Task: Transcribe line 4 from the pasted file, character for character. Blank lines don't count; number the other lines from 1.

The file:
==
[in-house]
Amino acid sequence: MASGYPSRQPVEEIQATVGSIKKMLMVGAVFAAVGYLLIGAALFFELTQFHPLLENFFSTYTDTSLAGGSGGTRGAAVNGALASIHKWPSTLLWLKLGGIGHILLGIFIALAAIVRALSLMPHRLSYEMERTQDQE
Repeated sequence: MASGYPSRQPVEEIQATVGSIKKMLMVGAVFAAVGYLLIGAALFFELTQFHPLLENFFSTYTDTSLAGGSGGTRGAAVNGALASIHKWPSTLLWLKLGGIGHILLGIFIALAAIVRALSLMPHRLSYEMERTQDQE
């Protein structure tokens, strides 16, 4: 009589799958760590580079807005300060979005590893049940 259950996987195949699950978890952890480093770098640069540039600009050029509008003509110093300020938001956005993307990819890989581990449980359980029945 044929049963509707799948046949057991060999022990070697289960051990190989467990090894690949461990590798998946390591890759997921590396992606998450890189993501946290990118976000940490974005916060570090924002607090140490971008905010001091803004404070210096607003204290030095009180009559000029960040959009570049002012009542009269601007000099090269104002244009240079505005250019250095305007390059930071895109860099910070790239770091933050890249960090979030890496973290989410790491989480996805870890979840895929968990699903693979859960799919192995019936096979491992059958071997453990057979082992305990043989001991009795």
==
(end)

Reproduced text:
């Protein structure tokens, strides 16, 4: 009589799958760590580079807005300060979005590893049940 259950996987195949699950978890952890480093770098640069540039600009050029509008003509110093300020938001956005993307990819890989581990449980359980029945 044929049963509707799948046949057991060999022990070697289960051990190989467990090894690949461990590798998946390591890759997921590396992606998450890189993501946290990118976000940490974005916060570090924002607090140490971008905010001091803004404070210096607003204290030095009180009559000029960040959009570049002012009542009269601007000099090269104002244009240079505005250019250095305007390059930071895109860099910070790239770091933050890249960090979030890496973290989410790491989480996805870890979840895929968990699903693979859960799919192995019936096979491992059958071997453990057979082992305990043989001991009795």